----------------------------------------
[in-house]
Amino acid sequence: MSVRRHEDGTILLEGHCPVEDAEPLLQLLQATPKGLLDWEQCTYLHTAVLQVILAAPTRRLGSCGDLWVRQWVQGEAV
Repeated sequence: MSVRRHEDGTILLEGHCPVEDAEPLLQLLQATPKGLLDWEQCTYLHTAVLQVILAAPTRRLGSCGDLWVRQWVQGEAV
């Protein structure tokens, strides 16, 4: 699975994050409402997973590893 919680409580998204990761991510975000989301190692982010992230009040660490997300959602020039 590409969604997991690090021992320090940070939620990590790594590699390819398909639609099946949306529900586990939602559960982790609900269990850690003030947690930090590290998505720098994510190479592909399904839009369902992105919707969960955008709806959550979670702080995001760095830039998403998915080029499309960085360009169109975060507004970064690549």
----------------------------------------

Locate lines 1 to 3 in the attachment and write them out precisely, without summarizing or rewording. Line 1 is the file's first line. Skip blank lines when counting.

[in-house]
Amino acid sequence: MSVRRHEDGTILLEGHCPVEDAEPLLQLLQATPKGLLDWEQCTYLHTAVLQVILAAPTRRLGSCGDLWVRQWVQGEAV
Repeated sequence: MSVRRHEDGTILLEGHCPVEDAEPLLQLLQATPKGLLDWEQCTYLHTAVLQVILAAPTRRLGSCGDLWVRQWVQGEAV